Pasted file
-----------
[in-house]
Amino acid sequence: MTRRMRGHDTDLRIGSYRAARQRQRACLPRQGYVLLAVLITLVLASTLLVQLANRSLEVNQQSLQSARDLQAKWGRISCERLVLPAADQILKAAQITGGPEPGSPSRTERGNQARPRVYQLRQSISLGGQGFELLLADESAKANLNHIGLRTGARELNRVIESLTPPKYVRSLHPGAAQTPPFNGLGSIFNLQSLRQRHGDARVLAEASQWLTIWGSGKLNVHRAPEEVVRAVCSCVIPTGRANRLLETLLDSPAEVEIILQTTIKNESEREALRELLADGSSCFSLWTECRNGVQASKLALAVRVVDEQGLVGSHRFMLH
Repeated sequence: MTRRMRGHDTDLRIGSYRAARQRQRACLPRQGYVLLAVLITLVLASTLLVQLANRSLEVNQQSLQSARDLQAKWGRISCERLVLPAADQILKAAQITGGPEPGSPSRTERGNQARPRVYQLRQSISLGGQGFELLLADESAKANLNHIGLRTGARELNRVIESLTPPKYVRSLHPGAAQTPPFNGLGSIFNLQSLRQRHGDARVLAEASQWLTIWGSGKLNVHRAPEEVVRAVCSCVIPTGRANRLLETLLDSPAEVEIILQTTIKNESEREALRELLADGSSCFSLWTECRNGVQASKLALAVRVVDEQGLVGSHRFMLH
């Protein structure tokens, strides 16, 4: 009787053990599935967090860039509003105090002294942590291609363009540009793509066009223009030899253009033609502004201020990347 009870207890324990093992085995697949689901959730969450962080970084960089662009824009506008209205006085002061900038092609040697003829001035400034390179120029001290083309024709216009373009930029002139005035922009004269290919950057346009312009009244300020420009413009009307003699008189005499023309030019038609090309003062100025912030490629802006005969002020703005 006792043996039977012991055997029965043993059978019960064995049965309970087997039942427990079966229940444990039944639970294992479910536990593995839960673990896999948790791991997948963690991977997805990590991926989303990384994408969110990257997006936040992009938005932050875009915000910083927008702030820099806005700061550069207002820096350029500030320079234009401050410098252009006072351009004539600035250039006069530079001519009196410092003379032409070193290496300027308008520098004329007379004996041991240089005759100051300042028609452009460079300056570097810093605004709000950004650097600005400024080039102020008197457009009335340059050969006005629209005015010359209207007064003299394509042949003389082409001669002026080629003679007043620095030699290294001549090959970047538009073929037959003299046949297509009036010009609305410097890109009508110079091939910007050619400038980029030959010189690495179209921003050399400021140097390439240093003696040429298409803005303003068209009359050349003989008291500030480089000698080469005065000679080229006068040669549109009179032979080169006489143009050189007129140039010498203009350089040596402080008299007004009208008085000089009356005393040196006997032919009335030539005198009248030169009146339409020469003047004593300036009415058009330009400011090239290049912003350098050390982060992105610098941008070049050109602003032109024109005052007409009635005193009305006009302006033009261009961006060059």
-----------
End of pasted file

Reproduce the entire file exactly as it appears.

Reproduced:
[in-house]
Amino acid sequence: MTRRMRGHDTDLRIGSYRAARQRQRACLPRQGYVLLAVLITLVLASTLLVQLANRSLEVNQQSLQSARDLQAKWGRISCERLVLPAADQILKAAQITGGPEPGSPSRTERGNQARPRVYQLRQSISLGGQGFELLLADESAKANLNHIGLRTGARELNRVIESLTPPKYVRSLHPGAAQTPPFNGLGSIFNLQSLRQRHGDARVLAEASQWLTIWGSGKLNVHRAPEEVVRAVCSCVIPTGRANRLLETLLDSPAEVEIILQTTIKNESEREALRELLADGSSCFSLWTECRNGVQASKLALAVRVVDEQGLVGSHRFMLH
Repeated sequence: MTRRMRGHDTDLRIGSYRAARQRQRACLPRQGYVLLAVLITLVLASTLLVQLANRSLEVNQQSLQSARDLQAKWGRISCERLVLPAADQILKAAQITGGPEPGSPSRTERGNQARPRVYQLRQSISLGGQGFELLLADESAKANLNHIGLRTGARELNRVIESLTPPKYVRSLHPGAAQTPPFNGLGSIFNLQSLRQRHGDARVLAEASQWLTIWGSGKLNVHRAPEEVVRAVCSCVIPTGRANRLLETLLDSPAEVEIILQTTIKNESEREALRELLADGSSCFSLWTECRNGVQASKLALAVRVVDEQGLVGSHRFMLH
């Protein structure tokens, strides 16, 4: 009787053990599935967090860039509003105090002294942590291609363009540009793509066009223009030899253009033609502004201020990347 009870207890324990093992085995697949689901959730969450962080970084960089662009824009506008209205006085002061900038092609040697003829001035400034390179120029001290083309024709216009373009930029002139005035922009004269290919950057346009312009009244300020420009413009009307003699008189005499023309030019038609090309003062100025912030490629802006005969002020703005 006792043996039977012991055997029965043993059978019960064995049965309970087997039942427990079966229940444990039944639970294992479910536990593995839960673990896999948790791991997948963690991977997805990590991926989303990384994408969110990257997006936040992009938005932050875009915000910083927008702030820099806005700061550069207002820096350029500030320079234009401050410098252009006072351009004539600035250039006069530079001519009196410092003379032409070193290496300027308008520098004329007379004996041991240089005759100051300042028609452009460079300056570097810093605004709000950004650097600005400024080039102020008197457009009335340059050969006005629209005015010359209207007064003299394509042949003389082409001669002026080629003679007043620095030699290294001549090959970047538009073929037959003299046949297509009036010009609305410097890109009508110079091939910007050619400038980029030959010189690495179209921003050399400021140097390439240093003696040429298409803005303003068209009359050349003989008291500030480089000698080469005065000679080229006068040669549109009179032979080169006489143009050189007129140039010498203009350089040596402080008299007004009208008085000089009356005393040196006997032919009335030539005198009248030169009146339409020469003047004593300036009415058009330009400011090239290049912003350098050390982060992105610098941008070049050109602003032109024109005052007409009635005193009305006009302006033009261009961006060059």